TOKYO -- Japan's exports to the United States in October fell 5.8 percent to 132,460 compared with October 2003, the first decline in six months.
The Japan Automobile Manufacturers Association attributes the drop partly to the strength of the yen against the dollar. The stronger Japanese currency reduces the competitiveness of vehicles built in Japan and sold in the United States. A weaker dollar also diminishes the value of profits earned outside Japan when they are converted into yen.
In October, Toyota Motor Corp. cut its shipments bound to North America by 1.0 percent from a year earlier, boosting U.S. production of models such as the Camry.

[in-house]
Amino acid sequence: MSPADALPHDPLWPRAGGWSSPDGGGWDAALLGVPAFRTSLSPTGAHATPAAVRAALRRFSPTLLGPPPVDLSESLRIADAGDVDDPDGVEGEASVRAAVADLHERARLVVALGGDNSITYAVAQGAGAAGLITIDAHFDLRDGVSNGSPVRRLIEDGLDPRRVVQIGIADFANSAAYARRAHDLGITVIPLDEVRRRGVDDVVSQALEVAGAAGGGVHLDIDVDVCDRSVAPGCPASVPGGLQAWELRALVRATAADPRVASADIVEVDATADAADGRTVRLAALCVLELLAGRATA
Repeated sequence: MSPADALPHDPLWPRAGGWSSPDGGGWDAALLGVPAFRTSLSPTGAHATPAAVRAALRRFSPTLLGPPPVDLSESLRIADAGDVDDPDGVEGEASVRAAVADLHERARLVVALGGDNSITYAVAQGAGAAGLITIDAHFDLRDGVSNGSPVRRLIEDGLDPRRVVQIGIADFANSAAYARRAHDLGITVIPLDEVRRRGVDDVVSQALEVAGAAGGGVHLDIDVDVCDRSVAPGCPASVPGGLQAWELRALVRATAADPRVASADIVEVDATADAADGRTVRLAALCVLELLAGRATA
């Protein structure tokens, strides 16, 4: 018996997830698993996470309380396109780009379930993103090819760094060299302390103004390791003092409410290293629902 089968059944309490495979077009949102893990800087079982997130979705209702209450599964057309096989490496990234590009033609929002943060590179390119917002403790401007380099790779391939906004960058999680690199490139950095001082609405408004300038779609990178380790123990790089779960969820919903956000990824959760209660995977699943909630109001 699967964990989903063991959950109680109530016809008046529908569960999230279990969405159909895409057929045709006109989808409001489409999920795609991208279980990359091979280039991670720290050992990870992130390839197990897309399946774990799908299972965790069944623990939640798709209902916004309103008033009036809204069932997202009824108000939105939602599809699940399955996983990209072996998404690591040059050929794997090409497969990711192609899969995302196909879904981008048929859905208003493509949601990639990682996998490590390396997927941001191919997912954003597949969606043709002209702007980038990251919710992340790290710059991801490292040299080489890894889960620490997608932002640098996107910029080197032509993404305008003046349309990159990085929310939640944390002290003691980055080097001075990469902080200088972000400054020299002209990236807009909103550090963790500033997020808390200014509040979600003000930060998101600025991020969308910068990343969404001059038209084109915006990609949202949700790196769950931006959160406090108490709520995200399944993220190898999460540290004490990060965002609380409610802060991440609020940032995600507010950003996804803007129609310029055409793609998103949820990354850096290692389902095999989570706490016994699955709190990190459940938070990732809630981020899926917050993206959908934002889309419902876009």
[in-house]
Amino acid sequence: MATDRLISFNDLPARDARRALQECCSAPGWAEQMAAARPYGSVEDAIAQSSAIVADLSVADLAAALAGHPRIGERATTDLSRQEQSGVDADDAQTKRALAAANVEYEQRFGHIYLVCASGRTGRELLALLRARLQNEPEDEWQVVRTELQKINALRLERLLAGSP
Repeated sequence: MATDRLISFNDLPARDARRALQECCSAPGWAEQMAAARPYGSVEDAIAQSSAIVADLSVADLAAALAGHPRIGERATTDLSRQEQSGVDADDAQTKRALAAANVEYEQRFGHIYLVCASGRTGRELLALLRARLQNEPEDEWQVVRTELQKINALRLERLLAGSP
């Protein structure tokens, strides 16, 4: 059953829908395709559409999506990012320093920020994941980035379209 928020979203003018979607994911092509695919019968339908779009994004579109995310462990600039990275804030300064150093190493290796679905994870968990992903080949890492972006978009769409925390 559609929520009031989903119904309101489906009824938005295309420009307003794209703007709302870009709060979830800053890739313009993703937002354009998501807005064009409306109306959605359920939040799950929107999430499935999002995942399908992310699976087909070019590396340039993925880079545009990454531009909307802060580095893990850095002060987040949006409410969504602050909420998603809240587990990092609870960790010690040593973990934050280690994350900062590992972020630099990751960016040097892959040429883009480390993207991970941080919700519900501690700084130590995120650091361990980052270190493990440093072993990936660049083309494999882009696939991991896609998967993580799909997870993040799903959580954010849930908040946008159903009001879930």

Nissan Motor Co.'s exports to North America slid 19.4 percent, reduced by smaller shipments of the Infiniti G35. Mitsubishi Motors Corp.'s shipments to North America plummeted 65.8 percent. Mitsubishi's exports to North America have fallen for 10 straight months.
Japan's exports to Europe jumped 11.3 percent to 106,689. Four of Japan's Big 5 automakers posted gains.
Overall, Japanese exports in October rose 3.9 percent to 430,719, the eighth straight monthly gain.
Japan's production in October dropped 3.7 percent.
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